The House Judiciary Committee's approval of theInnovation Act late Thursday adds momentum to a congressional push to limit the ability of patent-licensing firms to send out mass patent licensing demand letters and to file abusive infringement lawsuits. The committee's 24-8 vote to approve the bill sends it to the full House for consideration.
Earlier this month, the Senate Judiciary Committee voted to approve a similar bill, the Protecting American Talent and Entrepreneurship (PATENT) Act.
In recent years, many technology vendors and their customers have complained of growing numbers of licensing demand letters and infringement lawsuits brought by patent-holding firms. In many cases, the demand letters and lawsuits target small-business customers using the technology alleged to be covered by a patent, not the vendors making the technology, critics say.
The Innovation Act "targets abusive patent litigation, protects the patent system, increases transparency, prevents extortion and provides greater clarity," Representative Bob Goodlatte, a Virginia Republican and main sponsor of the bill said Thursday.
The bill would require infringement lawsuit plaintiffs to disclose who the owner of a patent is, making it more difficult for patent owners to hide behind shell companies during litigation. It would require plaintiffs to detail the reasons for the infringement lawsuit, instead of filing vague claims.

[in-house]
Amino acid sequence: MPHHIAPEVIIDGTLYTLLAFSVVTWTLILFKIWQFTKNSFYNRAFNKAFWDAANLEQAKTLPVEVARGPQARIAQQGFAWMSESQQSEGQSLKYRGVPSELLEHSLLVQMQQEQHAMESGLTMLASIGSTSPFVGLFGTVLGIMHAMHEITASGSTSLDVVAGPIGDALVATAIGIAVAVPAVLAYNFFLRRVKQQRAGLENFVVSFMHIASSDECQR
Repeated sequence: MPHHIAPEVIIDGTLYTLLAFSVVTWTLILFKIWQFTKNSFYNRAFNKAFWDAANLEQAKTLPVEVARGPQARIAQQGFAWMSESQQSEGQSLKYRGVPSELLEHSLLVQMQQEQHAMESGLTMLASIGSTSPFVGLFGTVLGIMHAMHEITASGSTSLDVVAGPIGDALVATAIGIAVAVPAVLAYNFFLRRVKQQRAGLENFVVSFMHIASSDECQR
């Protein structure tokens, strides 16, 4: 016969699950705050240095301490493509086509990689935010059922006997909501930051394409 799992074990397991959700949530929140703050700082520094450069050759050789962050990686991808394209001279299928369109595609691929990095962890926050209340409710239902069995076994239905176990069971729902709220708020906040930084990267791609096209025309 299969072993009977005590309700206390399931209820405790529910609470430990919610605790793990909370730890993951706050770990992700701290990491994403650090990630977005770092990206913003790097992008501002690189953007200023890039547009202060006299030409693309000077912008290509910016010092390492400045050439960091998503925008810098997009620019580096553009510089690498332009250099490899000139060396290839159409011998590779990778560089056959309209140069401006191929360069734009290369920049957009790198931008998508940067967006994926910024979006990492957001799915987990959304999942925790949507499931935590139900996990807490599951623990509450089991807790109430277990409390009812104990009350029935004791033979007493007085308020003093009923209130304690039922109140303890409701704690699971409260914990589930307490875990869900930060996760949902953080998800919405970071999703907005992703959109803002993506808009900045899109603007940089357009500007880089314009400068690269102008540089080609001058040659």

The legislation would also require courts to make decisions about whether a patent is valid early in the litigation process, making it more difficult for plaintiffs to drag on cases for years. It also requires judges to award attorneys' fees to the victims in a frivolous lawsuit.
Several technology trade groups praised the House committee's approval of the bill. "This balanced, common-sense legislation closes the legal loopholes used by patent trolls -- individuals and companies that don't invent or manufacture, but simply abuse our patent system to extort American innovators," Gary Shapiro, president and CEO of the Consumer Electronics Association, said in a statement.
Several other groups, including the Association of American Universities, the Medical Device Manufacturers Association and the National Venture Capital Association, have opposed the bill. The bill will "dramatically weaken intellectual property rights, harm U.S. competitiveness and undermine a patent system that has been critical to incentivizing innovation and job creation in our country for more than 200 years," those groups and three others said in a statement.
Grant Gross covers technology and telecom policy in the U.S. government for The IDG News Service. Follow Grant on Twitter at GrantGross. Grant's email address is email@example.com.